It’s been five years since I started this blog. Which is fucking bizarre when I sit down and think about it. Five entire years of my life – that’s nearly 16% of my time on this planet – has been spent sex blogging. For nearly three of those years being ‘Girl on the Net’ has been my full-time job.
So this post might be a bit meta and involved for some of you, but for others who are either sex blogging already or thinking of setting out, I wanted to give you as honest an overview as I can of what 5 years’ of sex blogging looks like. The numbers, the lessons learned, the mistakes and the occasional successes. Here goes.
5 years’ of sex blogging: the numbers
I started blogging on September 22nd 2011. Since then, I’ve published 691 blog posts. They’re not all total filth – to give you an idea there are 247 filed under the category ‘filthy ones‘, 232 ranty ones, 99 under ‘the human body‘ category and 138 guest posts. Some posts overlap in more than one category, so don’t try to do maths on this, it will hurt your brain.
Sex blog traffic and stats
Since launch, over 3.4 million people have stopped by, creating a total of 4.7 million sessions and 10.2 million pageviews.
My most popular post ever (this one on sleep sex) has had over 260,000 pageviews. My least popular post has had around 400 pageviews (it’s this one about Eroticon 2017, which you should definitely check out if you are interested in more of the nerdy details around sex blogging, and ironically now I’ve linked it will lose its place as least visited).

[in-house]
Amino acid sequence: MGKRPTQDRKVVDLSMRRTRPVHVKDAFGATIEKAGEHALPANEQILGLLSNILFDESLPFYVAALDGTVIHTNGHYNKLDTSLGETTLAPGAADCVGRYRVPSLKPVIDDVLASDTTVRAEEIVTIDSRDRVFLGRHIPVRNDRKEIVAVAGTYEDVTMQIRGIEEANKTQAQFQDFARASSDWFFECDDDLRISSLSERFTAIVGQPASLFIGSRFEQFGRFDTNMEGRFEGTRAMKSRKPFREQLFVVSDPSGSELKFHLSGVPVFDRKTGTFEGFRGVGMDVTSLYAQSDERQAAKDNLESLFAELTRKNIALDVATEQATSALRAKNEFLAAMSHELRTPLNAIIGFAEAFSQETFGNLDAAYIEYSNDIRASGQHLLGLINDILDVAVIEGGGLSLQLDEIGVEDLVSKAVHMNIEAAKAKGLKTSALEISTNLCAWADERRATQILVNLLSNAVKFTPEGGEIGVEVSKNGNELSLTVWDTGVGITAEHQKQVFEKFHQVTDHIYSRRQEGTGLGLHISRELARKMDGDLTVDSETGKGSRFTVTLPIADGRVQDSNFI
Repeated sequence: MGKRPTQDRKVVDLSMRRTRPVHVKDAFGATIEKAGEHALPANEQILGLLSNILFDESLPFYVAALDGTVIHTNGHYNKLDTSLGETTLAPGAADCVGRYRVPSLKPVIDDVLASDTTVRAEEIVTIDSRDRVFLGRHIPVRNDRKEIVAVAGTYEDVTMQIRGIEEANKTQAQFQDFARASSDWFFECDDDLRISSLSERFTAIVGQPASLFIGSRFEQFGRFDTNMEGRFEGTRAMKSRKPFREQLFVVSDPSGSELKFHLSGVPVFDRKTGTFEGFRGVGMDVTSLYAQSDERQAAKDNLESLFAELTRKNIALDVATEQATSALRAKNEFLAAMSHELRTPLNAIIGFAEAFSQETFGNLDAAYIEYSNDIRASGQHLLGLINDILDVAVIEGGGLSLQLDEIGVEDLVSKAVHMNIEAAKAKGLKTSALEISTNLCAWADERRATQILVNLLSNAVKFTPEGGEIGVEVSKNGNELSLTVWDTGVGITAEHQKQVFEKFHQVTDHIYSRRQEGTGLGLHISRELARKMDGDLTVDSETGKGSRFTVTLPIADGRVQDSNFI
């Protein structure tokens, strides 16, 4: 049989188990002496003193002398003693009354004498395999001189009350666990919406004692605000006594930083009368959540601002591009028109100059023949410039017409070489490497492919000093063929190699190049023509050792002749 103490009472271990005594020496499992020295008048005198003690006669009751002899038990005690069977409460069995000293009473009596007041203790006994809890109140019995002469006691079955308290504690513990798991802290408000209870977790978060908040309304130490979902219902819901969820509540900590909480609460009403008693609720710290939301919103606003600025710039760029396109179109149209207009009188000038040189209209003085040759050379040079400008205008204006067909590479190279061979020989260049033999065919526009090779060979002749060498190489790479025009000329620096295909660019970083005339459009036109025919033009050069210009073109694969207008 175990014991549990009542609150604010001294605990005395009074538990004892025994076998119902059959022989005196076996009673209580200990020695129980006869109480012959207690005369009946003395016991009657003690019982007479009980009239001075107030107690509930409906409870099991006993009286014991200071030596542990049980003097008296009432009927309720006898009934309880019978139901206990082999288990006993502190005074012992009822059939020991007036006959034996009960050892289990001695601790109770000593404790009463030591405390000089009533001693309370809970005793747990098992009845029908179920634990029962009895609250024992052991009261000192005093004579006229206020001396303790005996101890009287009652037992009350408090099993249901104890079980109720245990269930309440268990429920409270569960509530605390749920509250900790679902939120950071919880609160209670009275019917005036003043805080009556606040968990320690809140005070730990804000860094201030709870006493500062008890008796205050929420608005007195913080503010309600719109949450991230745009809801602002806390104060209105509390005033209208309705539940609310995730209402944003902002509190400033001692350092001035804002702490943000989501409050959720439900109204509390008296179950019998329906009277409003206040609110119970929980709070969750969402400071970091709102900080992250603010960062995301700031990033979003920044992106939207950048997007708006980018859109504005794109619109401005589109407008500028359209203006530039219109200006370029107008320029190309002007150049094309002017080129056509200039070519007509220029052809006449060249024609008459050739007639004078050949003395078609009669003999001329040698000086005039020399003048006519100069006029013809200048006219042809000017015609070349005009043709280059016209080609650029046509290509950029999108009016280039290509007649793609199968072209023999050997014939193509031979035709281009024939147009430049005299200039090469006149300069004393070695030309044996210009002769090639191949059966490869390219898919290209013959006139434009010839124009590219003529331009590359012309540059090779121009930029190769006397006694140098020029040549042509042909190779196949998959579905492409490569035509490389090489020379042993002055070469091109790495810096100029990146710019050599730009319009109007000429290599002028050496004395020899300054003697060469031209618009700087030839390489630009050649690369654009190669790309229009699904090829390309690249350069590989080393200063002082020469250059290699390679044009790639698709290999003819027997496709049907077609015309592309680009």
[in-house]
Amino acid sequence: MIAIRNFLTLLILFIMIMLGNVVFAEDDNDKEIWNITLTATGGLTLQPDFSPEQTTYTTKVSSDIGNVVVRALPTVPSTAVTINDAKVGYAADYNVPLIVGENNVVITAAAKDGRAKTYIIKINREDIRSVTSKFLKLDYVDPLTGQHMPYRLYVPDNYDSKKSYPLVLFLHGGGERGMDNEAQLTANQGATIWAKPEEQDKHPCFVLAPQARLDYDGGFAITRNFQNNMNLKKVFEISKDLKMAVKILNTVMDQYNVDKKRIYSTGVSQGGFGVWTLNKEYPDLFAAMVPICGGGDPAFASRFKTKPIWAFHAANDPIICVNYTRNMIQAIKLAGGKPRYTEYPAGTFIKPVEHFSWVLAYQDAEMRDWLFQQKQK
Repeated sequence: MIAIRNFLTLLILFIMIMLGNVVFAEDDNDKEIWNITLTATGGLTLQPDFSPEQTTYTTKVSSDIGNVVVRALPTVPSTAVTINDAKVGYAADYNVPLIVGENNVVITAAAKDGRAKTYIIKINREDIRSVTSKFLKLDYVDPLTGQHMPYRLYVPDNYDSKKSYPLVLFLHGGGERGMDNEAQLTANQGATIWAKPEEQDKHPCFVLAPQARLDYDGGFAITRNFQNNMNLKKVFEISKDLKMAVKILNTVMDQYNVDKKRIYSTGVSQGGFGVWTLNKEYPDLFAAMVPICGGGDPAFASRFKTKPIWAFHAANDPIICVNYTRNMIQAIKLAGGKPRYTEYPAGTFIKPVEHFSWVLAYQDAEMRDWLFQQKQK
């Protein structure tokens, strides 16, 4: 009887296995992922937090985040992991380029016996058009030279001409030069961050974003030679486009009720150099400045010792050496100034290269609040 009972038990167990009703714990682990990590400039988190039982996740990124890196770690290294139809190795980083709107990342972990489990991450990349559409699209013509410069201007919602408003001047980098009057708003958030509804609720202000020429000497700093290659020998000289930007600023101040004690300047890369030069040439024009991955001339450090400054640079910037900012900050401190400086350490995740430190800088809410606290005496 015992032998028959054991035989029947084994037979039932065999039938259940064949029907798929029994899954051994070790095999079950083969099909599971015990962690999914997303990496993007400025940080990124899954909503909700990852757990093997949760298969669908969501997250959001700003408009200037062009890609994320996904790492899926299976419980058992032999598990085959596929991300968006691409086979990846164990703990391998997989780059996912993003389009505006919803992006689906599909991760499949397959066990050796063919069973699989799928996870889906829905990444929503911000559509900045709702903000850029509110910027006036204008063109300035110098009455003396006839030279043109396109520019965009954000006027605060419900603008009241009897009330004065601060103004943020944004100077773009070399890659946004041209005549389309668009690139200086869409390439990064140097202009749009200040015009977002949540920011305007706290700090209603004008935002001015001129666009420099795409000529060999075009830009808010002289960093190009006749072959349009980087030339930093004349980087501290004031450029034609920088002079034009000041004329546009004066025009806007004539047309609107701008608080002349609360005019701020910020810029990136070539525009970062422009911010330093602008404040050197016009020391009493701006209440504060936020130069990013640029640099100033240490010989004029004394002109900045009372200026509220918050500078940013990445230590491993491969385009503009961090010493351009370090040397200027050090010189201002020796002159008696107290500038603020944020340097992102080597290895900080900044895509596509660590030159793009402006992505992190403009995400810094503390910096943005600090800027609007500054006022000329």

When I first started blogging – and if I’m honest every single day since – one of my greatest heart’s desires was to know what other people’s traffic was. I am constantly evaluating what I do to try and work out if it’s good enough. Like, yeah, I posted something yesterday that got retweets but how many retweets equals success? How many clicks is enough?
I don’t have the answer to that question, and I worry that the answer is the same as when I asked my friend how many more people she’d like to have kissed before she got married: one more. Always one more. It’s vital – though I can’t work out why – to keep chasing more. Traffic, clicks, retweets, comments. Anything and everything that could conceivably be used to measure whether I’m good enough. And I realise it sits in that murky grey area between ambition and obsession, and that isn’t always healthy.
On top of that, though, there’s the vague feeling that talking about numbers is crass. I spoke to another sex blogger recently who confessed to me that while she wanted to talk about things like money and traffic – because it’s helpful to other bloggers to do so (and it is – it really is) – she didn’t want it to seem like she was boasting. She nailed something I feel too. Alongside the constant nagging guilt that I’m not quite good enough, I also struggle to talk about the things I’m proud of, because to say ‘I’m proud of this’ sounds crass and narcissistic.